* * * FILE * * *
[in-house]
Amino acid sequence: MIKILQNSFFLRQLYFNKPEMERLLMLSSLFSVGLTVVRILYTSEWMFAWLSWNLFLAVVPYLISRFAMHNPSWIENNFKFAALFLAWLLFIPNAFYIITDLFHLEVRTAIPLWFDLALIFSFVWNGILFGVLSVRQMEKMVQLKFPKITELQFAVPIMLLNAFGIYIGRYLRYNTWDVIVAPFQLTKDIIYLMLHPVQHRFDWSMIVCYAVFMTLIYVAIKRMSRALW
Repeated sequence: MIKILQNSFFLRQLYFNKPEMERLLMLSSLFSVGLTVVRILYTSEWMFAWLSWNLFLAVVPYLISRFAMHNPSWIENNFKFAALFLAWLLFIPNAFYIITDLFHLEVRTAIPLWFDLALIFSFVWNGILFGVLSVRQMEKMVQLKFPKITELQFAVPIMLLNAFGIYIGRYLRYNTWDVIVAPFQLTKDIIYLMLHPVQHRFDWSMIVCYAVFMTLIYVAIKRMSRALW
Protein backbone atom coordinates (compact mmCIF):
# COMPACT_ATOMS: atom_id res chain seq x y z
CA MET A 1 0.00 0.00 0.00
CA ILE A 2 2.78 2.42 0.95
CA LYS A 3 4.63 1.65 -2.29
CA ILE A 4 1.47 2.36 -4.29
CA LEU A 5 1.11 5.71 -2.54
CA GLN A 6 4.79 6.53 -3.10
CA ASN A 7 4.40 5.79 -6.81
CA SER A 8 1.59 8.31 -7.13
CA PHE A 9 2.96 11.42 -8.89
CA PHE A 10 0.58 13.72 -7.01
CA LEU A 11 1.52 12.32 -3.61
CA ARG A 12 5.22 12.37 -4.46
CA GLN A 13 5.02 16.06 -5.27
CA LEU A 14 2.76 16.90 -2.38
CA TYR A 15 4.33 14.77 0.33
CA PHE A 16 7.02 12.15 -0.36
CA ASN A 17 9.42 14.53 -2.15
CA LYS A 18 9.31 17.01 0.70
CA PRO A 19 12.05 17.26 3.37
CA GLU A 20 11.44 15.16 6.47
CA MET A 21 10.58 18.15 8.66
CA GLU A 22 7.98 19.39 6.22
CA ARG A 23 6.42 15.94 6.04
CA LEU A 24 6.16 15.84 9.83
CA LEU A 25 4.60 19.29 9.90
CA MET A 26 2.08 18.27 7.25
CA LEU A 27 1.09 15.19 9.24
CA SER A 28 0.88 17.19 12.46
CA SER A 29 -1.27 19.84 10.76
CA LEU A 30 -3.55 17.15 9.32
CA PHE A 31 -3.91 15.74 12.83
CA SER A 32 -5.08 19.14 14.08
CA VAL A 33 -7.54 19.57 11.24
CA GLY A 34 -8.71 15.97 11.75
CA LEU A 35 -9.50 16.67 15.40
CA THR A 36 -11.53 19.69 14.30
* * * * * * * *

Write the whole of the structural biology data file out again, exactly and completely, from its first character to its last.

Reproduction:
[in-house]
Amino acid sequence: MIKILQNSFFLRQLYFNKPEMERLLMLSSLFSVGLTVVRILYTSEWMFAWLSWNLFLAVVPYLISRFAMHNPSWIENNFKFAALFLAWLLFIPNAFYIITDLFHLEVRTAIPLWFDLALIFSFVWNGILFGVLSVRQMEKMVQLKFPKITELQFAVPIMLLNAFGIYIGRYLRYNTWDVIVAPFQLTKDIIYLMLHPVQHRFDWSMIVCYAVFMTLIYVAIKRMSRALW
Repeated sequence: MIKILQNSFFLRQLYFNKPEMERLLMLSSLFSVGLTVVRILYTSEWMFAWLSWNLFLAVVPYLISRFAMHNPSWIENNFKFAALFLAWLLFIPNAFYIITDLFHLEVRTAIPLWFDLALIFSFVWNGILFGVLSVRQMEKMVQLKFPKITELQFAVPIMLLNAFGIYIGRYLRYNTWDVIVAPFQLTKDIIYLMLHPVQHRFDWSMIVCYAVFMTLIYVAIKRMSRALW
Protein backbone atom coordinates (compact mmCIF):
# COMPACT_ATOMS: atom_id res chain seq x y z
CA MET A 1 0.00 0.00 0.00
CA ILE A 2 2.78 2.42 0.95
CA LYS A 3 4.63 1.65 -2.29
CA ILE A 4 1.47 2.36 -4.29
CA LEU A 5 1.11 5.71 -2.54
CA GLN A 6 4.79 6.53 -3.10
CA ASN A 7 4.40 5.79 -6.81
CA SER A 8 1.59 8.31 -7.13
CA PHE A 9 2.96 11.42 -8.89
CA PHE A 10 0.58 13.72 -7.01
CA LEU A 11 1.52 12.32 -3.61
CA ARG A 12 5.22 12.37 -4.46
CA GLN A 13 5.02 16.06 -5.27
CA LEU A 14 2.76 16.90 -2.38
CA TYR A 15 4.33 14.77 0.33
CA PHE A 16 7.02 12.15 -0.36
CA ASN A 17 9.42 14.53 -2.15
CA LYS A 18 9.31 17.01 0.70
CA PRO A 19 12.05 17.26 3.37
CA GLU A 20 11.44 15.16 6.47
CA MET A 21 10.58 18.15 8.66
CA GLU A 22 7.98 19.39 6.22
CA ARG A 23 6.42 15.94 6.04
CA LEU A 24 6.16 15.84 9.83
CA LEU A 25 4.60 19.29 9.90
CA MET A 26 2.08 18.27 7.25
CA LEU A 27 1.09 15.19 9.24
CA SER A 28 0.88 17.19 12.46
CA SER A 29 -1.27 19.84 10.76
CA LEU A 30 -3.55 17.15 9.32
CA PHE A 31 -3.91 15.74 12.83
CA SER A 32 -5.08 19.14 14.08
CA VAL A 33 -7.54 19.57 11.24
CA GLY A 34 -8.71 15.97 11.75
CA LEU A 35 -9.50 16.67 15.40
CA THR A 36 -11.53 19.69 14.30